The Panama Papers may be the defining story of the 2016 Democratic Primary. And Bernie Sanders is on the right side of history.
The 11.5 million documents, which came from Panamanian law firm Mossack Fonseca and were leaked to the International Consortium of Investigative Journalists (ICIJ), expose how the upper end of the 1 percent utilizes shell companies and gray areas in tax law to stash untold billions of dollars in overseas tax-free accounts. The leak was so massive, it took an army of 400 journalists working for an entire year to sift through the documents. At least 140 world leaders from 50 different countrieswere implicated in the leaks.
Bernie Sanders saw this coming from a mile away. On October 12, 2011, Sen. Sanders took the Senate floor to denounce the Panama trade pact, shooting down the conventional arguments in favor of the deal.
“Panama’s entire economic output is only $26.7 billion per year, or about two-tenths of one percent of the US economy,” Sanders said at the beginning of his speech. “No one can legitimately claim that approving this free trade agreement will significantly increase American jobs.”
Then, Sanders warned of the widespread corruption that would follow should the pact become official.
“Panama is a world leader when it comes to allowing wealthy Americans and large corporations to evade US taxes by stashing their cash in offshore tax havens. The Panama free trade agreement will make this bad situation much worse. Each and every year, the wealthiest people in this country and the largest corporations evade about $100 billion in taxes through abusive and illegal offshore tax havens in Panama and in other countries.”
As Secretary of State, Hillary Clinton was on the complete opposite side of the issue. In an official statement issued by the US Department of State on October 13, 2011 (one day after Sanders’ floor address), Clinton congratulated President Obama for passing the trade pact, citing the very same job creation arguments Sen. Sanders shot down a day earlier. Clinton made no mention of Panama’s reputation as a tax haven, and even invoked “working families” in her statement:
“These initiatives are the leading edge of a job-creating trade agenda that will open markets, level the playing field for our businesses and workers, and champion America’s working families in an age of tough global competition. They deserve the historic and widespread support they received in Congress tonight. We will continue our work to rebuild an American consensus on trade.”
No Americans have been named in the current leaks, as American clients have to do their tax evasion outside of the Panamanian law firm due to a taxation clause in the 2010 free trade agreement. But the editor of Süddeutsche Zeitung, the paper that initially broke the explosive story, promised American readers that they wouldn’t be disappointed.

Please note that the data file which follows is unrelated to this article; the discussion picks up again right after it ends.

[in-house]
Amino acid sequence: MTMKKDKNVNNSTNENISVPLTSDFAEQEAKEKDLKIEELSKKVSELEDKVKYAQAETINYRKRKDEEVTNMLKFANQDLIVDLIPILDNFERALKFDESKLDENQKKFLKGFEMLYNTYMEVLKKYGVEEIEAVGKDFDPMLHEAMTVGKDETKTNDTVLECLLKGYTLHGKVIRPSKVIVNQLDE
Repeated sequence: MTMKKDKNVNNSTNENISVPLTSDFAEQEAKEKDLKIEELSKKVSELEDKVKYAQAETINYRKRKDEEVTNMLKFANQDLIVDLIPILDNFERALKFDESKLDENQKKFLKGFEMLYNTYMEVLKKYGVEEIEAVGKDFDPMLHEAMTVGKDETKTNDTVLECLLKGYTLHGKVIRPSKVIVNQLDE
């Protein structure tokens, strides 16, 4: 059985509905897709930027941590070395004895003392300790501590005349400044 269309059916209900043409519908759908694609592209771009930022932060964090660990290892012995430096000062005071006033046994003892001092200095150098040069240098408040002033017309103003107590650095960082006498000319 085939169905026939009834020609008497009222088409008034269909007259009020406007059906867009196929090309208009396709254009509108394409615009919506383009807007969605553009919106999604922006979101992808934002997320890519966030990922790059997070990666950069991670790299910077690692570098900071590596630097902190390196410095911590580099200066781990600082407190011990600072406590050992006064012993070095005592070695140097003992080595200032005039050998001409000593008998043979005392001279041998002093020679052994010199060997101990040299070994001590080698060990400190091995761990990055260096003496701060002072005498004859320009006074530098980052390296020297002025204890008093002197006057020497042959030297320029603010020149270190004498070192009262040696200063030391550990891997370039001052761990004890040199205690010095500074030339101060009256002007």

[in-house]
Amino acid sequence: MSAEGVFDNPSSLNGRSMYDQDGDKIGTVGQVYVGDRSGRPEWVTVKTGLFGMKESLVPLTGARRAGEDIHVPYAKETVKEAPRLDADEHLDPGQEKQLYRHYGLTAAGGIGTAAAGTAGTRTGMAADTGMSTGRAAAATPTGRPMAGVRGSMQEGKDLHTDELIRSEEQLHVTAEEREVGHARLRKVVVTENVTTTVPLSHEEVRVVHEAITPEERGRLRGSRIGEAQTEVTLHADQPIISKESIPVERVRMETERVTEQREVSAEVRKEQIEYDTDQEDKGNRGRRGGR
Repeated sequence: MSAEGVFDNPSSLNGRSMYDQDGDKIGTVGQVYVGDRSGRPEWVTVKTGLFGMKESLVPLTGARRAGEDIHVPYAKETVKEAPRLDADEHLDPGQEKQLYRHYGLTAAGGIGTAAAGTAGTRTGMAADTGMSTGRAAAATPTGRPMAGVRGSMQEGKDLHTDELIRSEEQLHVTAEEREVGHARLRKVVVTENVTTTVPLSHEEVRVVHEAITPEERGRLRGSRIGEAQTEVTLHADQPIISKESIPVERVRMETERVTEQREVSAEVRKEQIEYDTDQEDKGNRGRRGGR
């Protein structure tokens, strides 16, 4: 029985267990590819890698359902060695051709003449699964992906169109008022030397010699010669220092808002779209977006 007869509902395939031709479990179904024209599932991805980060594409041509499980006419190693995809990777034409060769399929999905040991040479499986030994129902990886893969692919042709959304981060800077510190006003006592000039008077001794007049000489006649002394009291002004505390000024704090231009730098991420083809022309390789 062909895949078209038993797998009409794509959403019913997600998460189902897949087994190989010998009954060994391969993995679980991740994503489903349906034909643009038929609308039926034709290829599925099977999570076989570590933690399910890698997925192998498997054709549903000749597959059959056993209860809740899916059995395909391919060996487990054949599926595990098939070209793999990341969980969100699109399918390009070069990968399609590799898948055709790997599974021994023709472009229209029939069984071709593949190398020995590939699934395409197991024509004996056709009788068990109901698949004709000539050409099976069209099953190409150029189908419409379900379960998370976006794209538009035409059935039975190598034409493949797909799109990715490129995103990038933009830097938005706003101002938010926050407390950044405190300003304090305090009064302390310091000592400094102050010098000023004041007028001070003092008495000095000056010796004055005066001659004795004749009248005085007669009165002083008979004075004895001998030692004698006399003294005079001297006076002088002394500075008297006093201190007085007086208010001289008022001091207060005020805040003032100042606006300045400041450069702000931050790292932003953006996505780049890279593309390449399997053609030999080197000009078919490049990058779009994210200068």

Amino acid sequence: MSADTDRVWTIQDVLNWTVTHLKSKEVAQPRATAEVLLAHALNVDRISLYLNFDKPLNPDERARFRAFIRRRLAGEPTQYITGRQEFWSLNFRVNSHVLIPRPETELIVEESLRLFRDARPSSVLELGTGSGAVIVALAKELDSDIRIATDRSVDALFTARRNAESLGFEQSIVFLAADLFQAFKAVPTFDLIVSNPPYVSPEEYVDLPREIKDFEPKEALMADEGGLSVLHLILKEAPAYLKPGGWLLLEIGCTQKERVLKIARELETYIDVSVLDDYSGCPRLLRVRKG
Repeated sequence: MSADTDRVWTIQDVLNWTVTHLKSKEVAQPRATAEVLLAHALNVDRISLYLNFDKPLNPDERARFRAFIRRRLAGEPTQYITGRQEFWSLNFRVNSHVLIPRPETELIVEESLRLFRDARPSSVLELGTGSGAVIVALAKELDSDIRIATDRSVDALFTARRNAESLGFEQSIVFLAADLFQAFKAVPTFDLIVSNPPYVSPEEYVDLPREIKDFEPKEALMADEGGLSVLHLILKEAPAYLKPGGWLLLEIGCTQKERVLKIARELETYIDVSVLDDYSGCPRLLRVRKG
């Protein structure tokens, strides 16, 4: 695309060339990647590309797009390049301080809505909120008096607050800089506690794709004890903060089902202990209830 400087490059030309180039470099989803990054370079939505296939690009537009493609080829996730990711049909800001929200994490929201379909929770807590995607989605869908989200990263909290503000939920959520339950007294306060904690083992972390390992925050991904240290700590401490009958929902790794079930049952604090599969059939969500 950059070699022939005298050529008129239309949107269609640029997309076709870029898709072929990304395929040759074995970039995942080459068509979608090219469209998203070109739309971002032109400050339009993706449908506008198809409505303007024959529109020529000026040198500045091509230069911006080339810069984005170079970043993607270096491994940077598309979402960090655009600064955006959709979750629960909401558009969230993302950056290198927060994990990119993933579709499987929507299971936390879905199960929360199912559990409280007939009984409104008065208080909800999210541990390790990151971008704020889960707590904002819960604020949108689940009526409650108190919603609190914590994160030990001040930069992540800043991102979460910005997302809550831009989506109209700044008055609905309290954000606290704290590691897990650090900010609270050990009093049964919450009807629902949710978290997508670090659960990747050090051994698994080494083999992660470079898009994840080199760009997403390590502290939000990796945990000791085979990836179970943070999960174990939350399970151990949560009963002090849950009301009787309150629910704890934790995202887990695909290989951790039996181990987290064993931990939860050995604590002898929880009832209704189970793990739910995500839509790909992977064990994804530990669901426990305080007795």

It’s been known since 2012 that elites in the US and around the world are sitting on a gargantuan amount of tax-free assets worth at least $21 trillion. And according to James Henry of the Tax Justice Network, that number may be as high as $31 trillion. But for the sake of argument, let’s say $21 trillion. What could we fund with that?
For starters, we could give each of the approximately 600,000 homeless people across America a $650,000 home for $400 billion, amounting to just 2 percent of those offshore assets. We could provide a basic income of $10,000 a year to all 247 million Americans over age 18 for a little over than $2 trillion a year, and do that for ten years.
Obviously, not all this sum is owned by US companies, but $21 trillion is an insane amount of money. Even a portion could easily pay for all of Bernie Sanders’ proposals, from free college ($75 billion/year) to 13 million new infrastructure jobs (one-time cost of $1 trillion), to free comprehensive healthcare for every man, woman, and child ($1.38 trillion/year), to expanding Social Security ($1.2 trillion spread out over 10 years), to a youth jobs program ($5.5 billion/year). The list goes on.
The global elite embarrassed by the Panama Papers are still counting on parroting the one mantra used to forestall all hopes of a livable future: “We simply don’t have the money.” But as the Panama Papers have shown us with just one quick glimpse, this claim is bunk.
The money already exists — and it’s our money. We can organize and pressure governments to demand its return. There’s no other one-step solution to unlock the necessary resources to save our planet and species from certain disaster.
Amanda Girard is a US Uncut contributor covering politics, public policy, and social justice. She lives in Minneapolis, Minnesota. Email her at email@example.com.